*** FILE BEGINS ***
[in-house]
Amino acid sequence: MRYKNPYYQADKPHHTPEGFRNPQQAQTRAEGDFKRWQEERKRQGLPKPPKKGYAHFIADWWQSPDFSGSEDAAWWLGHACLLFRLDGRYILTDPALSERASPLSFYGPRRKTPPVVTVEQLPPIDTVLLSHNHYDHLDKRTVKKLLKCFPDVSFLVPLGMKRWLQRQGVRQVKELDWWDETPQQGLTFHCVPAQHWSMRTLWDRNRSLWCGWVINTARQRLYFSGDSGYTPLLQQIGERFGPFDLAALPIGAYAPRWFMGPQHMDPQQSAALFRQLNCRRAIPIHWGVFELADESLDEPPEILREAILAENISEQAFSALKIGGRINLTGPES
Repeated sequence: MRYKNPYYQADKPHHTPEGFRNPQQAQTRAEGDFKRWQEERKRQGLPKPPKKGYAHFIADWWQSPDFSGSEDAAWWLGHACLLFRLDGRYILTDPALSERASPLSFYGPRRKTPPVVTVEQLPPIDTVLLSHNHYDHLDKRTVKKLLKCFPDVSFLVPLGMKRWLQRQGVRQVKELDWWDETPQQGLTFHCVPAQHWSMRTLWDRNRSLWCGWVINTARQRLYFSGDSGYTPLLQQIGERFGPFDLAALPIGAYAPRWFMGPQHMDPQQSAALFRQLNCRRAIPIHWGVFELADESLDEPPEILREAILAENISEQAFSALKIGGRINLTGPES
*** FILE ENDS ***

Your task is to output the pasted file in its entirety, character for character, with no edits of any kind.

[in-house]
Amino acid sequence: MRYKNPYYQADKPHHTPEGFRNPQQAQTRAEGDFKRWQEERKRQGLPKPPKKGYAHFIADWWQSPDFSGSEDAAWWLGHACLLFRLDGRYILTDPALSERASPLSFYGPRRKTPPVVTVEQLPPIDTVLLSHNHYDHLDKRTVKKLLKCFPDVSFLVPLGMKRWLQRQGVRQVKELDWWDETPQQGLTFHCVPAQHWSMRTLWDRNRSLWCGWVINTARQRLYFSGDSGYTPLLQQIGERFGPFDLAALPIGAYAPRWFMGPQHMDPQQSAALFRQLNCRRAIPIHWGVFELADESLDEPPEILREAILAENISEQAFSALKIGGRINLTGPES
Repeated sequence: MRYKNPYYQADKPHHTPEGFRNPQQAQTRAEGDFKRWQEERKRQGLPKPPKKGYAHFIADWWQSPDFSGSEDAAWWLGHACLLFRLDGRYILTDPALSERASPLSFYGPRRKTPPVVTVEQLPPIDTVLLSHNHYDHLDKRTVKKLLKCFPDVSFLVPLGMKRWLQRQGVRQVKELDWWDETPQQGLTFHCVPAQHWSMRTLWDRNRSLWCGWVINTARQRLYFSGDSGYTPLLQQIGERFGPFDLAALPIGAYAPRWFMGPQHMDPQQSAALFRQLNCRRAIPIHWGVFELADESLDEPPEILREAILAENISEQAFSALKIGGRINLTGPES